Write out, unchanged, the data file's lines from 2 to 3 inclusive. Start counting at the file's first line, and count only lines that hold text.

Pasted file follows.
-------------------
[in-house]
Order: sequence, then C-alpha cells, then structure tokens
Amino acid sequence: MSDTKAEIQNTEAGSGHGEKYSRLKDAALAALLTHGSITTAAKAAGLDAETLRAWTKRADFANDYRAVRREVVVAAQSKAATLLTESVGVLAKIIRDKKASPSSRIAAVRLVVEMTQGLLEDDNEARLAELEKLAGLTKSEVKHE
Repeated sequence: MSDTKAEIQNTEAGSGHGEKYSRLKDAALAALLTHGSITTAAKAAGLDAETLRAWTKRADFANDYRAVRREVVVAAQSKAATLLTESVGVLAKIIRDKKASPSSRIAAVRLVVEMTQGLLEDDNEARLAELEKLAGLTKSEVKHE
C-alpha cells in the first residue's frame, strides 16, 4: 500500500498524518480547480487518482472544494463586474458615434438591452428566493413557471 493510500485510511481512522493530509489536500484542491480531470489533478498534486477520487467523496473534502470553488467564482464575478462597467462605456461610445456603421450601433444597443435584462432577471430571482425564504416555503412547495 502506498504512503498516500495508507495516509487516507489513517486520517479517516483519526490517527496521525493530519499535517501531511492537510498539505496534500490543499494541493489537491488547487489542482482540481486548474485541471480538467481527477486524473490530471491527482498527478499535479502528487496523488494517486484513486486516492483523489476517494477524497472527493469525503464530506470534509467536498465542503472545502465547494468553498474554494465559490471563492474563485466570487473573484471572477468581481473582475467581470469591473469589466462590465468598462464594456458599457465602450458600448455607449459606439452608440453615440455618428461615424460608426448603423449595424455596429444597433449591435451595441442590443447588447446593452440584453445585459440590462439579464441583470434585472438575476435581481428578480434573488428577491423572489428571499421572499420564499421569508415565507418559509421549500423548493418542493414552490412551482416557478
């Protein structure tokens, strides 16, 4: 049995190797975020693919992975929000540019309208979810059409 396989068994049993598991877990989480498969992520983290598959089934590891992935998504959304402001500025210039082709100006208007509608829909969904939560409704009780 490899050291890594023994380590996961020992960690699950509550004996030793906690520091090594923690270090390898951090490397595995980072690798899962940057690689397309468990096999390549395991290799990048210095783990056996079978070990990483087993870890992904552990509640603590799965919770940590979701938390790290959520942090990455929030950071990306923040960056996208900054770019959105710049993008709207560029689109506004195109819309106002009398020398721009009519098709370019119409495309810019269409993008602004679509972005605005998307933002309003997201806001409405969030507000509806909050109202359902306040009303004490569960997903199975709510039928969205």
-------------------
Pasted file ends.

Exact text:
Order: sequence, then C-alpha cells, then structure tokens
Amino acid sequence: MSDTKAEIQNTEAGSGHGEKYSRLKDAALAALLTHGSITTAAKAAGLDAETLRAWTKRADFANDYRAVRREVVVAAQSKAATLLTESVGVLAKIIRDKKASPSSRIAAVRLVVEMTQGLLEDDNEARLAELEKLAGLTKSEVKHE